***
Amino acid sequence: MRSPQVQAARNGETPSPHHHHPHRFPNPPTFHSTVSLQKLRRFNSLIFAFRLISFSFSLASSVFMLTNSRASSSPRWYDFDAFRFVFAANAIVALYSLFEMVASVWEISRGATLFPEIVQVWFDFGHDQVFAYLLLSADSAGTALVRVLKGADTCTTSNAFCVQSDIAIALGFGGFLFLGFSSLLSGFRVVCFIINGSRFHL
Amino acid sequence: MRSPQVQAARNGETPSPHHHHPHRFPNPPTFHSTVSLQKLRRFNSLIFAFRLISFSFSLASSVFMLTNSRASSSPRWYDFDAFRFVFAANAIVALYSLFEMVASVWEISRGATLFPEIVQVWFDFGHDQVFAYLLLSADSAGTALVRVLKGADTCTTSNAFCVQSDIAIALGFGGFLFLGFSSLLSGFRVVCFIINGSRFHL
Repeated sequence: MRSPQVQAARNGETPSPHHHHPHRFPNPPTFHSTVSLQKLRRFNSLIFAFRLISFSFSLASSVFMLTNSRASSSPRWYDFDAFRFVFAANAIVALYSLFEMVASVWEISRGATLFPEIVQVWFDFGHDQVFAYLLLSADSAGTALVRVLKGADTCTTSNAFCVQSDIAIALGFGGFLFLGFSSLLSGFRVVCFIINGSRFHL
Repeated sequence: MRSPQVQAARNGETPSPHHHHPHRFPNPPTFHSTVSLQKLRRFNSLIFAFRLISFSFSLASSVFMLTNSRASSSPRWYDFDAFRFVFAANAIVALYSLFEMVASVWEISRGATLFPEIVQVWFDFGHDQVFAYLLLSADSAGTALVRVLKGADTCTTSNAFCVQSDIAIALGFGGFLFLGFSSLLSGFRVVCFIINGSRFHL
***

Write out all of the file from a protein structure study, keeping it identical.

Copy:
Amino acid sequence: MRSPQVQAARNGETPSPHHHHPHRFPNPPTFHSTVSLQKLRRFNSLIFAFRLISFSFSLASSVFMLTNSRASSSPRWYDFDAFRFVFAANAIVALYSLFEMVASVWEISRGATLFPEIVQVWFDFGHDQVFAYLLLSADSAGTALVRVLKGADTCTTSNAFCVQSDIAIALGFGGFLFLGFSSLLSGFRVVCFIINGSRFHL
Amino acid sequence: MRSPQVQAARNGETPSPHHHHPHRFPNPPTFHSTVSLQKLRRFNSLIFAFRLISFSFSLASSVFMLTNSRASSSPRWYDFDAFRFVFAANAIVALYSLFEMVASVWEISRGATLFPEIVQVWFDFGHDQVFAYLLLSADSAGTALVRVLKGADTCTTSNAFCVQSDIAIALGFGGFLFLGFSSLLSGFRVVCFIINGSRFHL
Repeated sequence: MRSPQVQAARNGETPSPHHHHPHRFPNPPTFHSTVSLQKLRRFNSLIFAFRLISFSFSLASSVFMLTNSRASSSPRWYDFDAFRFVFAANAIVALYSLFEMVASVWEISRGATLFPEIVQVWFDFGHDQVFAYLLLSADSAGTALVRVLKGADTCTTSNAFCVQSDIAIALGFGGFLFLGFSSLLSGFRVVCFIINGSRFHL
Repeated sequence: MRSPQVQAARNGETPSPHHHHPHRFPNPPTFHSTVSLQKLRRFNSLIFAFRLISFSFSLASSVFMLTNSRASSSPRWYDFDAFRFVFAANAIVALYSLFEMVASVWEISRGATLFPEIVQVWFDFGHDQVFAYLLLSADSAGTALVRVLKGADTCTTSNAFCVQSDIAIALGFGGFLFLGFSSLLSGFRVVCFIINGSRFHL